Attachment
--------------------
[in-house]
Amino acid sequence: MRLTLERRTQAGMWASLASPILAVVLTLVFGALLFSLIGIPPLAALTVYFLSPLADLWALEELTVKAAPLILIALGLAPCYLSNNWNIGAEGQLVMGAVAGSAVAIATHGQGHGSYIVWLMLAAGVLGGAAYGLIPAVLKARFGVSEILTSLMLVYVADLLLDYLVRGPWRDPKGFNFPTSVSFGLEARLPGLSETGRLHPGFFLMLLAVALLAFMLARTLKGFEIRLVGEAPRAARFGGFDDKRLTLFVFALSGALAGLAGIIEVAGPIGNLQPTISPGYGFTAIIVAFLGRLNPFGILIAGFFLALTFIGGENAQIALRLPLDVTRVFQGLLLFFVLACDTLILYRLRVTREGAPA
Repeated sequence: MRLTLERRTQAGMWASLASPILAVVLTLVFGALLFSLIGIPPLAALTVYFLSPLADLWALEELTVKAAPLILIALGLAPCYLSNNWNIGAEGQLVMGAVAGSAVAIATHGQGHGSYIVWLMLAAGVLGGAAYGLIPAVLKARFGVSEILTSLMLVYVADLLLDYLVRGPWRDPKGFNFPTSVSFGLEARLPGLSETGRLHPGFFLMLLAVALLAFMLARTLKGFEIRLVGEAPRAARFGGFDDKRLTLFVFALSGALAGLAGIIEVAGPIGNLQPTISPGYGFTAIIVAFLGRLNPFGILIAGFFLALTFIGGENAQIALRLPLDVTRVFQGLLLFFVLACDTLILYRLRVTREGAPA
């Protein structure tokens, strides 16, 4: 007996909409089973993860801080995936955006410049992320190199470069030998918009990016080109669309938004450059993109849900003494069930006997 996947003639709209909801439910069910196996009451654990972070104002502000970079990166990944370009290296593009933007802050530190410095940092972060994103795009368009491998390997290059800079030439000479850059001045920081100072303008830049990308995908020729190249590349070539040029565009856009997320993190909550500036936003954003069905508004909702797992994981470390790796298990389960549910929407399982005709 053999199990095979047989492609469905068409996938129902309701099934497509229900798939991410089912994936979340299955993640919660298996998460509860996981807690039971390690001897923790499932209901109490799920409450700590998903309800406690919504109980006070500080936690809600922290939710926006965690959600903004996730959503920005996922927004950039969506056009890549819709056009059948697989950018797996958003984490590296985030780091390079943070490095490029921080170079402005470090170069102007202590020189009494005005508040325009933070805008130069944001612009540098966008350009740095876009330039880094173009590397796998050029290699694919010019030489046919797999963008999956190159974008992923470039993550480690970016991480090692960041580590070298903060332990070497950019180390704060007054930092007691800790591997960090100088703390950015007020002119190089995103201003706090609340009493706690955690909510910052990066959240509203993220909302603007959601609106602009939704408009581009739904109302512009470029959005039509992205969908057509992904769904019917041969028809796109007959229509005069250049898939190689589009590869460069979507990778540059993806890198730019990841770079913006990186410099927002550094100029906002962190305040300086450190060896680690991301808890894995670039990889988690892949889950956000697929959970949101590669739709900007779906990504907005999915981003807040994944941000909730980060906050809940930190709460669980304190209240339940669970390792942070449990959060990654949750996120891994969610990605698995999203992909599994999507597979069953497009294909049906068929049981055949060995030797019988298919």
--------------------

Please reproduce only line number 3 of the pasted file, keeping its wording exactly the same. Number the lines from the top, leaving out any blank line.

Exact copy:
Repeated sequence: MRLTLERRTQAGMWASLASPILAVVLTLVFGALLFSLIGIPPLAALTVYFLSPLADLWALEELTVKAAPLILIALGLAPCYLSNNWNIGAEGQLVMGAVAGSAVAIATHGQGHGSYIVWLMLAAGVLGGAAYGLIPAVLKARFGVSEILTSLMLVYVADLLLDYLVRGPWRDPKGFNFPTSVSFGLEARLPGLSETGRLHPGFFLMLLAVALLAFMLARTLKGFEIRLVGEAPRAARFGGFDDKRLTLFVFALSGALAGLAGIIEVAGPIGNLQPTISPGYGFTAIIVAFLGRLNPFGILIAGFFLALTFIGGENAQIALRLPLDVTRVFQGLLLFFVLACDTLILYRLRVTREGAPA